Following allowance of a motion by the petitioner to consolidate, the case was reserved and reported by Spiegel, J.
Frank Daniels (Philip A. Wharton with him) for Almeida Bus Lines, Inc.
William Minot for Plymouth and Brockton Street Railway Company.
Carter Lee, Assistant Attorney General, for the Department of Public Utilities.
SPIEGEL, J. This is a consolidated appeal by Almeida Bus Lines, Inc. (Almeida), under G. L. c. 25, Section 5, as amended through St. 1956, c. 190, from two orders of the department. The first order, dated May 19, 1961, granted a certificate of public convenience and necessity to the Plymouth and Brockton Street Railway Company (P and B). The second order, dated June 7, 1961, directed that the certificate "bear a date as of February 1, 1961." The single justice reserved and reported the case without decision.
On September 28, 1960, P and B filed a petition for a certificate of public convenience and necessity for the operation of passenger buses through Barnstable, Sandwich, and Bourne. P and B had obtained licenses from these towns on February 17, 19, and 21, 1958, and had filed them with the department. On December 12, 1960, and January 6, 1961, after due notice to all parties, the department held public hearings on P and B's petition, which Almeida opposed. On January 4, 1961, Almeida, the appellant in the instant case concerning P and B's petition, applied for a certificate of public convenience and necessity to operate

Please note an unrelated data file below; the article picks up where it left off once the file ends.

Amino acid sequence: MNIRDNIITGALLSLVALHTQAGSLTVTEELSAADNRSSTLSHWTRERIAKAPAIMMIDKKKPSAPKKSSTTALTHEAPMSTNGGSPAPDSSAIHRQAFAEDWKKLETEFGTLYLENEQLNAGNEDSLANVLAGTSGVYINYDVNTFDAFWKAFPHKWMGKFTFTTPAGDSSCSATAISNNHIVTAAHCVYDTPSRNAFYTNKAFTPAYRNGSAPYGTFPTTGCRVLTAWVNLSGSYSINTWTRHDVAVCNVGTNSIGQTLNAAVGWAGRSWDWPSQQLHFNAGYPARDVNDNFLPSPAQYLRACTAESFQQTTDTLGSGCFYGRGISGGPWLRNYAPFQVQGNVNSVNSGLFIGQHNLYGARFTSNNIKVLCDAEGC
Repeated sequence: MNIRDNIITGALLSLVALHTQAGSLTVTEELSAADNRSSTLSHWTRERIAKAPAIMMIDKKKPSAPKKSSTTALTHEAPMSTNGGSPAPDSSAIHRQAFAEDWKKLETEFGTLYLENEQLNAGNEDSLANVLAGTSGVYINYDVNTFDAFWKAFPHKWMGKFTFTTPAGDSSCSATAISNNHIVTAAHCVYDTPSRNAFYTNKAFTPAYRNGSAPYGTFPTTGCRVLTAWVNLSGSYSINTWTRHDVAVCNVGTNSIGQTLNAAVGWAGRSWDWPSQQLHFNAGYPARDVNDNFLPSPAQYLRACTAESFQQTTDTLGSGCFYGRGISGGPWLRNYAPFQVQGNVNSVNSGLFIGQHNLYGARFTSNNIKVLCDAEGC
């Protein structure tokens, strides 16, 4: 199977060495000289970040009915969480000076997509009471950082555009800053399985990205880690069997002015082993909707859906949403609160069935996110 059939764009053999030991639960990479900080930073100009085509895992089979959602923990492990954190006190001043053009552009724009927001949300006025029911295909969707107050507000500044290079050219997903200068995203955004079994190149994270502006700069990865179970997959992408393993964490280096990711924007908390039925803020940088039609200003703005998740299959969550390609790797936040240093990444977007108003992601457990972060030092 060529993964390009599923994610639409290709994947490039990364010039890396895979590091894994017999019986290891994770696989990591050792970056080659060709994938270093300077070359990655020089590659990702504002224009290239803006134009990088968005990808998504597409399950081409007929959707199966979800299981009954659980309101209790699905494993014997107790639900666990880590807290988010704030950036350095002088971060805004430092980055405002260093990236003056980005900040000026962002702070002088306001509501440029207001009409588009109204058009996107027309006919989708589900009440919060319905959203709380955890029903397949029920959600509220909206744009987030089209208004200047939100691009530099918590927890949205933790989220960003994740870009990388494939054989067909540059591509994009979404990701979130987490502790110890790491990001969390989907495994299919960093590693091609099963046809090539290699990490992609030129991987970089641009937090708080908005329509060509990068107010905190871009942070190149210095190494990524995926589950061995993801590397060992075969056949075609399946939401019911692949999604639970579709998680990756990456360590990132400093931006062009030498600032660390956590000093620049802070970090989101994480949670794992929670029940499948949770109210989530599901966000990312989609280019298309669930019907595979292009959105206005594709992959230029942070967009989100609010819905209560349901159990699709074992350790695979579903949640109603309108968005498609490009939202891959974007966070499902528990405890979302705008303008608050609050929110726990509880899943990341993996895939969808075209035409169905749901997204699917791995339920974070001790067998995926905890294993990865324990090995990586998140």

passenger buses for hire over certain public ways in Bourne, Plymouth, Kingston, and other towns. On March 16, 1961, the department held a public hearing on that petition, which P and B opposed. At the start of the Almeida hearing, both parties agreed that the record of P and B's hearing be incorporated in the record of Almeida's hearing.